November 21, 2012
To borrow a phrase from computer programmers, higher admissions standards for state colleges is WAD — working as designed.
The state is seeing universities that once were open to anyone with a high school degree now require students to be ready to do college work the day they step on campus.
This is a common-sense policy that is yielding big dividends, even if some students are not able to go immediately to the campus they wish to attend.
Tougher admissions standards have not led to the drastic enrollment declines predicted by some higher education leaders.
This fall, LSU, the University of New Orleans, the University of Louisiana at Lafayette and Louisiana Tech University were prohibited from offering remedial courses to incoming freshmen who are not quite ready to take regular coursework.
That change will go into effect for the other four-year colleges in 2014.
Are college enrollments not as high as they would otherwise be? Yes, although LSU — the state’s flagship put the new policy in place earlier — remains a strong draw for students.
Obviously, Louisiana needs more college graduates. Lifetime earnings and a better quality of life go hand-in-hand with college attainment.
What the new policy helps is the goal of students actually making it out of college with a degree.
LSU is already seeing the dividends from higher admissions standards. Its graduation rate is the highest in history, above the Southern average, officials reported.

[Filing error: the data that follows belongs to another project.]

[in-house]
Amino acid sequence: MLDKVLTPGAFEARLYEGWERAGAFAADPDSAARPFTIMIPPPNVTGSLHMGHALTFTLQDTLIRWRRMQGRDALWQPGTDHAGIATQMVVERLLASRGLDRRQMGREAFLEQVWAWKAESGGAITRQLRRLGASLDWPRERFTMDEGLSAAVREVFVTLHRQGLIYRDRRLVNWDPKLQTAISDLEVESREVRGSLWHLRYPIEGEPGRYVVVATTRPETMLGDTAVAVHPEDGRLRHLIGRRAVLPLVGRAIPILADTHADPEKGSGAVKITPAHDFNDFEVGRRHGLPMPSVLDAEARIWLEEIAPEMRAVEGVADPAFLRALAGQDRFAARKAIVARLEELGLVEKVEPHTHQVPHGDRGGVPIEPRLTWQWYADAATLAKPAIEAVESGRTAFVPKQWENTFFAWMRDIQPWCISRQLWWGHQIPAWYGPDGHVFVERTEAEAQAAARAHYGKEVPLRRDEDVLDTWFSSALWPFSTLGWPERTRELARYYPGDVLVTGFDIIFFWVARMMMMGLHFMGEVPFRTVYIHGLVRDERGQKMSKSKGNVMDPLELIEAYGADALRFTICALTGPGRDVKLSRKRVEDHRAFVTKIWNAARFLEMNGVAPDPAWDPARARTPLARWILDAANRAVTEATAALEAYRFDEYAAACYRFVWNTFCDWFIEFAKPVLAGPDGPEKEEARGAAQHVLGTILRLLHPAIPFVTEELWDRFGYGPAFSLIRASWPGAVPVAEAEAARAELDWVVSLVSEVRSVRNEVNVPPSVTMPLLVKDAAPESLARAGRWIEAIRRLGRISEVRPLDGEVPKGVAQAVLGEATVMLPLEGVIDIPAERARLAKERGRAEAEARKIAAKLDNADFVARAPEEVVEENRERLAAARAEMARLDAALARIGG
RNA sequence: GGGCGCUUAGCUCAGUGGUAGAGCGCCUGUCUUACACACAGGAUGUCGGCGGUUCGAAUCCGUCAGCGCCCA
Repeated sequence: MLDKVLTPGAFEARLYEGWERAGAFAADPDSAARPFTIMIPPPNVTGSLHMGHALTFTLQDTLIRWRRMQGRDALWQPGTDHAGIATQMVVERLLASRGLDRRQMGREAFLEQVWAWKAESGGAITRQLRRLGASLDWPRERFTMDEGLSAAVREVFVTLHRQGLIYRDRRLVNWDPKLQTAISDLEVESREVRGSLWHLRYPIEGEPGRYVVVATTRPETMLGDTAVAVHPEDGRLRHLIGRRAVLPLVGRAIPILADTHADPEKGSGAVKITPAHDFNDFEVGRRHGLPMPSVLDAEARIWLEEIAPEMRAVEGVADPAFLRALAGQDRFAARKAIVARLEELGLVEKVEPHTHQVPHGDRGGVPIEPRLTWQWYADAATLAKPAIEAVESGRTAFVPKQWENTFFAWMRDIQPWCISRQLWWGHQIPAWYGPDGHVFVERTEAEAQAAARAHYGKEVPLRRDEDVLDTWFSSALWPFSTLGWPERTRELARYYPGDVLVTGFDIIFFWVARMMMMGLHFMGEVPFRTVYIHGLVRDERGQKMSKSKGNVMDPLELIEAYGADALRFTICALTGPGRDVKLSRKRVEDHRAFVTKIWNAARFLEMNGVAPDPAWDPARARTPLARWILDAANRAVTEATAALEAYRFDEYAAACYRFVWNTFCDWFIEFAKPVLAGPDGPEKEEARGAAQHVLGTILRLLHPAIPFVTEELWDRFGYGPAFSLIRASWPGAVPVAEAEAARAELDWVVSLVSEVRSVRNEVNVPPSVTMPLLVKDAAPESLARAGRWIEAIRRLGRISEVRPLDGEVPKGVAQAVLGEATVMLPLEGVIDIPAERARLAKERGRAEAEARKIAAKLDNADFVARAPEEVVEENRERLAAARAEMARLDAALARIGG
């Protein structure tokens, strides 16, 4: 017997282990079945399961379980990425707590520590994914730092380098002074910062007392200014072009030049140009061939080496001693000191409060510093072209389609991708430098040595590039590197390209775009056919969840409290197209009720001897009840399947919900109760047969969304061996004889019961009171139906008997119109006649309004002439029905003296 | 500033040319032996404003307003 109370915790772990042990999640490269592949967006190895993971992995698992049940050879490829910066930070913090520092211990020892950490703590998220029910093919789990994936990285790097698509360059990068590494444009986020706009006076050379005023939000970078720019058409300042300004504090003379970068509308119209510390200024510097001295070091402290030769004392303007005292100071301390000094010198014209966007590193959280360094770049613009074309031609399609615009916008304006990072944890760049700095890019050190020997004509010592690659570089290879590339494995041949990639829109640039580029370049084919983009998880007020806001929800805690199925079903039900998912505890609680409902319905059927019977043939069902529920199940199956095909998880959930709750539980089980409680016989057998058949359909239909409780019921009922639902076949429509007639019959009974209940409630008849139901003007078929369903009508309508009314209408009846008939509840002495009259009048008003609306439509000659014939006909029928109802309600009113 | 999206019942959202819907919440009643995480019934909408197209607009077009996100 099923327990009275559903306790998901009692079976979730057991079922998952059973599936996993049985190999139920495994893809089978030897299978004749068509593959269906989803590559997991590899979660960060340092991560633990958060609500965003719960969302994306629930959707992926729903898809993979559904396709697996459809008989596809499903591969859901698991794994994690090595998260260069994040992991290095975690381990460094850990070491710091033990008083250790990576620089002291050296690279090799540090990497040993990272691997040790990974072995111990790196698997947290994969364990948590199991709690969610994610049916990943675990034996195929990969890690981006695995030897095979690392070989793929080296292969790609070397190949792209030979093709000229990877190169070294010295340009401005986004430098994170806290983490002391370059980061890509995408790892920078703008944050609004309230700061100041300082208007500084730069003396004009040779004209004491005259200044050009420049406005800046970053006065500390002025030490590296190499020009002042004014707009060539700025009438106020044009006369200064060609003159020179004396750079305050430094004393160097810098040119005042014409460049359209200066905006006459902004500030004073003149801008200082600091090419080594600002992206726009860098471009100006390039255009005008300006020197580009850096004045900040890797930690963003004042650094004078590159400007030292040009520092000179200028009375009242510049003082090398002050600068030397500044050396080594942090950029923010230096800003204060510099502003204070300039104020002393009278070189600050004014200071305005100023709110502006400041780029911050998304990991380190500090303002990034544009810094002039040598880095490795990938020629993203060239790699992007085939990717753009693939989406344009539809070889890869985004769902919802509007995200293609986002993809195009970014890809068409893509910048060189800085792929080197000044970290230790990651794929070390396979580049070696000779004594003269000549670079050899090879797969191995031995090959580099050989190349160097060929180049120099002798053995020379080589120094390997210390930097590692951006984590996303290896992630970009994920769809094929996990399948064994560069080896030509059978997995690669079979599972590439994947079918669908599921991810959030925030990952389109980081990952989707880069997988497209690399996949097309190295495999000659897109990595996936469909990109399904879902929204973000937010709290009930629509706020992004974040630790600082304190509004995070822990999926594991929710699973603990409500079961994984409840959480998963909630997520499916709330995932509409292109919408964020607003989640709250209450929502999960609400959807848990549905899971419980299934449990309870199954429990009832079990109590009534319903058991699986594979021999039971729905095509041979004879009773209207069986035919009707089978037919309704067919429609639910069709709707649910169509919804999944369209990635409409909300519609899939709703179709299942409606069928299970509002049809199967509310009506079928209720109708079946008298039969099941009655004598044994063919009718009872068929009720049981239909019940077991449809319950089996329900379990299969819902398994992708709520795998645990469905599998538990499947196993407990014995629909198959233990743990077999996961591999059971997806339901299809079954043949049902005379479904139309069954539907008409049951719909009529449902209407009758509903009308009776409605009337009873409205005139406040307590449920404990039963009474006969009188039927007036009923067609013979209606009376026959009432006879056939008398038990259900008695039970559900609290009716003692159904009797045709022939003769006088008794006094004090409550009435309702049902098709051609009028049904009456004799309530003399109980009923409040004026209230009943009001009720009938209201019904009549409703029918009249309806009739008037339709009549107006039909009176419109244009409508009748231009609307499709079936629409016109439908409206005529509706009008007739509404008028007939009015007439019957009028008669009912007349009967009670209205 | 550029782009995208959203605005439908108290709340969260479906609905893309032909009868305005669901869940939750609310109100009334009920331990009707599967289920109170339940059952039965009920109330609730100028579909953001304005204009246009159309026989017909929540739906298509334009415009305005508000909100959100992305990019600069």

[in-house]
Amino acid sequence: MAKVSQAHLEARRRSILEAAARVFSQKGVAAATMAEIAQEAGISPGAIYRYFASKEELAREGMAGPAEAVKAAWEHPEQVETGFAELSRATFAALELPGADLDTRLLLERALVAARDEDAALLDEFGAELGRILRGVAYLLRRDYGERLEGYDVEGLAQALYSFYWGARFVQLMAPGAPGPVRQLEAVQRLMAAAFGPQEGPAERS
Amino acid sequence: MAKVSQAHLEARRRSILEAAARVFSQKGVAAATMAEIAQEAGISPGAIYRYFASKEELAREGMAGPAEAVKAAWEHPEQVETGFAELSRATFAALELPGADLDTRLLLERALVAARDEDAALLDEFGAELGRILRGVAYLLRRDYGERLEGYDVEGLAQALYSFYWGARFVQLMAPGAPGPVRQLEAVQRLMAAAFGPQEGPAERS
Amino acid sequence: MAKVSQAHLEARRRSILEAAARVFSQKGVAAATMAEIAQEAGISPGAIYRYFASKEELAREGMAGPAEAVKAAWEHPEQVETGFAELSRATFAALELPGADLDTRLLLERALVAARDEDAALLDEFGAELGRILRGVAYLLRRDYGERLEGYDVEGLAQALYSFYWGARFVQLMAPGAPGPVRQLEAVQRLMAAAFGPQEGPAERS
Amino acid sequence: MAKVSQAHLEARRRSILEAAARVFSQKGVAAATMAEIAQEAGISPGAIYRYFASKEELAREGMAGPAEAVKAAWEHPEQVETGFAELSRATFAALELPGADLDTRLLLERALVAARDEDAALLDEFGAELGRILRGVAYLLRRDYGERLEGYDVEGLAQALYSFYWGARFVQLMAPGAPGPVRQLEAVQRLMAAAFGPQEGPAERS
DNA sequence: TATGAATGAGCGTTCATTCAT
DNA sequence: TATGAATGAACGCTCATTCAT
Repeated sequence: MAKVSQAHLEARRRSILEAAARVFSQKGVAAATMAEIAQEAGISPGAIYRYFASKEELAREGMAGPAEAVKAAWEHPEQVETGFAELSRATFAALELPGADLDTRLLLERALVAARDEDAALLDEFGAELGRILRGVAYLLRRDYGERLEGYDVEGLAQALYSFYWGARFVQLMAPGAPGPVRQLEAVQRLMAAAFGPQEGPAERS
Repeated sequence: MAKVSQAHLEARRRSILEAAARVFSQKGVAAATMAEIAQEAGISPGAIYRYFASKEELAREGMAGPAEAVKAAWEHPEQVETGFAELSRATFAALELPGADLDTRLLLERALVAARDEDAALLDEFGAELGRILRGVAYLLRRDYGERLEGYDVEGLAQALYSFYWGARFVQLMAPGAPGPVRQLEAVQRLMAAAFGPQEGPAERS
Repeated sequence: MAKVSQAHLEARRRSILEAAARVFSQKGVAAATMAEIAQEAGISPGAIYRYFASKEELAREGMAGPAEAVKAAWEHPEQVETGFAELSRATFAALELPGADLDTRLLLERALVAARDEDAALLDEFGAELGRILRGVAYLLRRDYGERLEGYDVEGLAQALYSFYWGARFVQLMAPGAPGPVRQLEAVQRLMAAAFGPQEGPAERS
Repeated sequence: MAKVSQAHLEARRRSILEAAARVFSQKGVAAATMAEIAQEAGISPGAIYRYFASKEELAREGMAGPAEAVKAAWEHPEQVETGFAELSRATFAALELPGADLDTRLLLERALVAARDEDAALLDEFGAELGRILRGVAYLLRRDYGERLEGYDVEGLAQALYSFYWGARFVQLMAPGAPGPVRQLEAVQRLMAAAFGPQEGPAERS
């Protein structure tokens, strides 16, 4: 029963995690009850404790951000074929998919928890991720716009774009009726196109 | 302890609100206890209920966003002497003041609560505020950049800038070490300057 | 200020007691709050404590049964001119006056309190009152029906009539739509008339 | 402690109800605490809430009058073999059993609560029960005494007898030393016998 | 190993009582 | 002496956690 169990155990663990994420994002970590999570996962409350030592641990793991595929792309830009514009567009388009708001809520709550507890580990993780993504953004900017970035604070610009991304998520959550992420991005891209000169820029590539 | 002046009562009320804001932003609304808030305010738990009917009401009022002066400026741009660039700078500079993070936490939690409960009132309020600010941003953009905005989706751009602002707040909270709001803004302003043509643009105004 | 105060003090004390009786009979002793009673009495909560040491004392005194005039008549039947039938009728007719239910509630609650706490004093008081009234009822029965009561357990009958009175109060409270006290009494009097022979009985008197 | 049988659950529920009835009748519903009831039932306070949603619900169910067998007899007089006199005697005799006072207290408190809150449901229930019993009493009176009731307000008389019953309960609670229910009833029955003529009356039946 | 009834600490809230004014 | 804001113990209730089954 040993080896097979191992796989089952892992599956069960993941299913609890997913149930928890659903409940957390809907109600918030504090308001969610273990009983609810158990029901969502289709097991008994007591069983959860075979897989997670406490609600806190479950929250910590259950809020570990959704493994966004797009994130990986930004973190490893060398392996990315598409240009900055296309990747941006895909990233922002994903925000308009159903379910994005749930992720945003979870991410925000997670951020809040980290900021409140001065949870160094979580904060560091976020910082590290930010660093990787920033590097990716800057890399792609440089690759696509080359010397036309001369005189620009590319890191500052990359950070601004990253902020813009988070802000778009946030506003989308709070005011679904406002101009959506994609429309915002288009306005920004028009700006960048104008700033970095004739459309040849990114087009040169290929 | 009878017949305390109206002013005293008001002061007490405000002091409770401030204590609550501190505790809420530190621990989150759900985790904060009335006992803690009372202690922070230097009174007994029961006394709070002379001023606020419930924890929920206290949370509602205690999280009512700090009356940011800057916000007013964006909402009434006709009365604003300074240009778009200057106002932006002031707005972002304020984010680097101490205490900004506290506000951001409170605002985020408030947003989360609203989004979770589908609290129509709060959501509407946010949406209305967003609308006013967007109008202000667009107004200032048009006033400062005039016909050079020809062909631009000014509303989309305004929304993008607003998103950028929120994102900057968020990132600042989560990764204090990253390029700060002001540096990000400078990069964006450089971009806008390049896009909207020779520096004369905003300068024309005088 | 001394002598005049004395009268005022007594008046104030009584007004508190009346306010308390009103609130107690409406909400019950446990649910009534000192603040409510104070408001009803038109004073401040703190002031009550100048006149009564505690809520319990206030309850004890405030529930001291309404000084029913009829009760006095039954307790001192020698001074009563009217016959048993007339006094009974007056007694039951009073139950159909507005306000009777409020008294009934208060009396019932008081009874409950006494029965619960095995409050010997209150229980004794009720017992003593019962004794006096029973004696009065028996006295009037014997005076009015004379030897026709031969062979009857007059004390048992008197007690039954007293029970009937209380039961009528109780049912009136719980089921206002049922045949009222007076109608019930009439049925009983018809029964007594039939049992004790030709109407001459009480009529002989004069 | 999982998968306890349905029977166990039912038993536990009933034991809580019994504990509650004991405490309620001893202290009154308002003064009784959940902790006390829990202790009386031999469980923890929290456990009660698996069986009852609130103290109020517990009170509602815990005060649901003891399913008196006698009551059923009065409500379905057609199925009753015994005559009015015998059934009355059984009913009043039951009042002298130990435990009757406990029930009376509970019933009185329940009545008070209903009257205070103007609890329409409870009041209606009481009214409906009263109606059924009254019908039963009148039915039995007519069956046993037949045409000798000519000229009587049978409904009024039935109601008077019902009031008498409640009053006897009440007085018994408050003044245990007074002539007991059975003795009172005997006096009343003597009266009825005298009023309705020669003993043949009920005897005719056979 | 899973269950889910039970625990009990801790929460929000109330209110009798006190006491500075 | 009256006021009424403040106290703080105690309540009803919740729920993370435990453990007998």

Even so, LSU as the flagship institution of the state’s colleges can do better. But the general lesson is that if a student is ready to do college work, he’s going to be much more likely to finish with a degree in a reasonable amount of time.
This new policy goal — graduation, not just enrollment — will hit harder at the regional universities stressing undergraduate enrollment.
But as the experiences of LSU as well as UL-Lafayette and Louisiana Tech demonstrate, there are ways for colleges to mitigate the enrollment impact. Mostly, it’s a matter of working with potential students ahead of time, urging them to take the right course mix and to achieve more in high school, such as by taking Advanced Placement classes.
One of the problems with the old open enrollment policies was that the pressure was off high schools: If their students were admitted to college, they’d done their job, right?
Well, if those students floundered in college and did not leave with a degree, the cost to the student and to the taxpayer supporting public education could be substantial.
We like the way the new goals for higher education are working, and we hope that this emphasis on preparation for college yields big future dividends in graduation rates.